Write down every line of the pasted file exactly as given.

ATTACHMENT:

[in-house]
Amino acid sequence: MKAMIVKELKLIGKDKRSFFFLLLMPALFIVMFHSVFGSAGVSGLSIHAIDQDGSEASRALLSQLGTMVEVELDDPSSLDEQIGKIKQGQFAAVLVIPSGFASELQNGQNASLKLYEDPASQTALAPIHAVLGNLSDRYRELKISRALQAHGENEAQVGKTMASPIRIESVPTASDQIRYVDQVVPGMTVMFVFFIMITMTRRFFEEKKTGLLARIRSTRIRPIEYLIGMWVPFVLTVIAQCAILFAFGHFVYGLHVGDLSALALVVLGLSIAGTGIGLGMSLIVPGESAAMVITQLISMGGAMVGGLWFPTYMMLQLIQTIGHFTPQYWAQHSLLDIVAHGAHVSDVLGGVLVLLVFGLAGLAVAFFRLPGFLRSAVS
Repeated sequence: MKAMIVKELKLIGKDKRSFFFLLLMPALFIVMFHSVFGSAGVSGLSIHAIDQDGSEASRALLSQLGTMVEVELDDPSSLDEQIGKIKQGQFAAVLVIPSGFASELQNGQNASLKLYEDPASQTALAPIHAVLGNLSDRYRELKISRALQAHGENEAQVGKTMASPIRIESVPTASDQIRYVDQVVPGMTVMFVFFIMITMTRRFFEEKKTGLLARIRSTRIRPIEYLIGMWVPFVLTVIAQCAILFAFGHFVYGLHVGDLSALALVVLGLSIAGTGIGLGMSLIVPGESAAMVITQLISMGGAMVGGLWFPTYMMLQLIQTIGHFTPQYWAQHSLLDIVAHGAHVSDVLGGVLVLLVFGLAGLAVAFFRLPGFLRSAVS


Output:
[in-house]
Amino acid sequence: MKAMIVKELKLIGKDKRSFFFLLLMPALFIVMFHSVFGSAGVSGLSIHAIDQDGSEASRALLSQLGTMVEVELDDPSSLDEQIGKIKQGQFAAVLVIPSGFASELQNGQNASLKLYEDPASQTALAPIHAVLGNLSDRYRELKISRALQAHGENEAQVGKTMASPIRIESVPTASDQIRYVDQVVPGMTVMFVFFIMITMTRRFFEEKKTGLLARIRSTRIRPIEYLIGMWVPFVLTVIAQCAILFAFGHFVYGLHVGDLSALALVVLGLSIAGTGIGLGMSLIVPGESAAMVITQLISMGGAMVGGLWFPTYMMLQLIQTIGHFTPQYWAQHSLLDIVAHGAHVSDVLGGVLVLLVFGLAGLAVAFFRLPGFLRSAVS
Repeated sequence: MKAMIVKELKLIGKDKRSFFFLLLMPALFIVMFHSVFGSAGVSGLSIHAIDQDGSEASRALLSQLGTMVEVELDDPSSLDEQIGKIKQGQFAAVLVIPSGFASELQNGQNASLKLYEDPASQTALAPIHAVLGNLSDRYRELKISRALQAHGENEAQVGKTMASPIRIESVPTASDQIRYVDQVVPGMTVMFVFFIMITMTRRFFEEKKTGLLARIRSTRIRPIEYLIGMWVPFVLTVIAQCAILFAFGHFVYGLHVGDLSALALVVLGLSIAGTGIGLGMSLIVPGESAAMVITQLISMGGAMVGGLWFPTYMMLQLIQTIGHFTPQYWAQHSLLDIVAHGAHVSDVLGGVLVLLVFGLAGLAVAFFRLPGFLRSAVS